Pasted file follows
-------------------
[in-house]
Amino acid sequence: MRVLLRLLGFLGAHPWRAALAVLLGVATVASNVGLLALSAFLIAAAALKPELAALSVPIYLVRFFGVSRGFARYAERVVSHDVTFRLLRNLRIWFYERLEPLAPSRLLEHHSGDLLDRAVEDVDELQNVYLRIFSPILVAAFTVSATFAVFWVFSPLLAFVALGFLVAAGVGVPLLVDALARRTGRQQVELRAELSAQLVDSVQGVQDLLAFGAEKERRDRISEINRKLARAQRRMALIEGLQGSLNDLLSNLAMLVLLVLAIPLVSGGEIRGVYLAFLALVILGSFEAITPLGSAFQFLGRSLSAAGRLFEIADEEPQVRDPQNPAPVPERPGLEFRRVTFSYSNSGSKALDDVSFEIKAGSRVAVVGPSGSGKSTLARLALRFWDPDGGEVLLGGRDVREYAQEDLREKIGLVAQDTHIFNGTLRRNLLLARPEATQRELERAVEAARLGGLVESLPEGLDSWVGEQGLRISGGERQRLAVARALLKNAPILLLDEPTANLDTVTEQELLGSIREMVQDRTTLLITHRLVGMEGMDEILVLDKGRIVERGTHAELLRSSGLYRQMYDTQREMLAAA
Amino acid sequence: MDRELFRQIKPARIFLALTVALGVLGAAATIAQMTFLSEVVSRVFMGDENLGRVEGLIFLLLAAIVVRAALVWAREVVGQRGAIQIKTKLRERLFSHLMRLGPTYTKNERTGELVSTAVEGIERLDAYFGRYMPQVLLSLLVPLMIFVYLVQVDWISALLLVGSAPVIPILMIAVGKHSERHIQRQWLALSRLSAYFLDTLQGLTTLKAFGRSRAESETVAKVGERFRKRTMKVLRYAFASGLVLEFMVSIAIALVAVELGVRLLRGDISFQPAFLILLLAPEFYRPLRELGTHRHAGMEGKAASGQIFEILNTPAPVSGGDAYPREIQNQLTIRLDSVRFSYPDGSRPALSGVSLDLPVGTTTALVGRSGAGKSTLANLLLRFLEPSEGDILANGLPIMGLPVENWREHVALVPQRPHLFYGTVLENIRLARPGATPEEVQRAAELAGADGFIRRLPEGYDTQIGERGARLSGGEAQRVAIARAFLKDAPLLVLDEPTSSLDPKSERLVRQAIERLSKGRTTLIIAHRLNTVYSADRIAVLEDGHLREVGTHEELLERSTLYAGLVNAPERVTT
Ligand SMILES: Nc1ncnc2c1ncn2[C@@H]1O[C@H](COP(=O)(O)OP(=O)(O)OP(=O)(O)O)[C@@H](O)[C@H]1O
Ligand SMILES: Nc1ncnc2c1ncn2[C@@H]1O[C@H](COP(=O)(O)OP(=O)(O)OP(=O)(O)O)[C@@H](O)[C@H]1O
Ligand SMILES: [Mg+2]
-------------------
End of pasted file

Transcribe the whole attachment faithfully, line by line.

[in-house]
Amino acid sequence: MRVLLRLLGFLGAHPWRAALAVLLGVATVASNVGLLALSAFLIAAAALKPELAALSVPIYLVRFFGVSRGFARYAERVVSHDVTFRLLRNLRIWFYERLEPLAPSRLLEHHSGDLLDRAVEDVDELQNVYLRIFSPILVAAFTVSATFAVFWVFSPLLAFVALGFLVAAGVGVPLLVDALARRTGRQQVELRAELSAQLVDSVQGVQDLLAFGAEKERRDRISEINRKLARAQRRMALIEGLQGSLNDLLSNLAMLVLLVLAIPLVSGGEIRGVYLAFLALVILGSFEAITPLGSAFQFLGRSLSAAGRLFEIADEEPQVRDPQNPAPVPERPGLEFRRVTFSYSNSGSKALDDVSFEIKAGSRVAVVGPSGSGKSTLARLALRFWDPDGGEVLLGGRDVREYAQEDLREKIGLVAQDTHIFNGTLRRNLLLARPEATQRELERAVEAARLGGLVESLPEGLDSWVGEQGLRISGGERQRLAVARALLKNAPILLLDEPTANLDTVTEQELLGSIREMVQDRTTLLITHRLVGMEGMDEILVLDKGRIVERGTHAELLRSSGLYRQMYDTQREMLAAA
Amino acid sequence: MDRELFRQIKPARIFLALTVALGVLGAAATIAQMTFLSEVVSRVFMGDENLGRVEGLIFLLLAAIVVRAALVWAREVVGQRGAIQIKTKLRERLFSHLMRLGPTYTKNERTGELVSTAVEGIERLDAYFGRYMPQVLLSLLVPLMIFVYLVQVDWISALLLVGSAPVIPILMIAVGKHSERHIQRQWLALSRLSAYFLDTLQGLTTLKAFGRSRAESETVAKVGERFRKRTMKVLRYAFASGLVLEFMVSIAIALVAVELGVRLLRGDISFQPAFLILLLAPEFYRPLRELGTHRHAGMEGKAASGQIFEILNTPAPVSGGDAYPREIQNQLTIRLDSVRFSYPDGSRPALSGVSLDLPVGTTTALVGRSGAGKSTLANLLLRFLEPSEGDILANGLPIMGLPVENWREHVALVPQRPHLFYGTVLENIRLARPGATPEEVQRAAELAGADGFIRRLPEGYDTQIGERGARLSGGEAQRVAIARAFLKDAPLLVLDEPTSSLDPKSERLVRQAIERLSKGRTTLIIAHRLNTVYSADRIAVLEDGHLREVGTHEELLERSTLYAGLVNAPERVTT
Ligand SMILES: Nc1ncnc2c1ncn2[C@@H]1O[C@H](COP(=O)(O)OP(=O)(O)OP(=O)(O)O)[C@@H](O)[C@H]1O
Ligand SMILES: Nc1ncnc2c1ncn2[C@@H]1O[C@H](COP(=O)(O)OP(=O)(O)OP(=O)(O)O)[C@@H](O)[C@H]1O
Ligand SMILES: [Mg+2]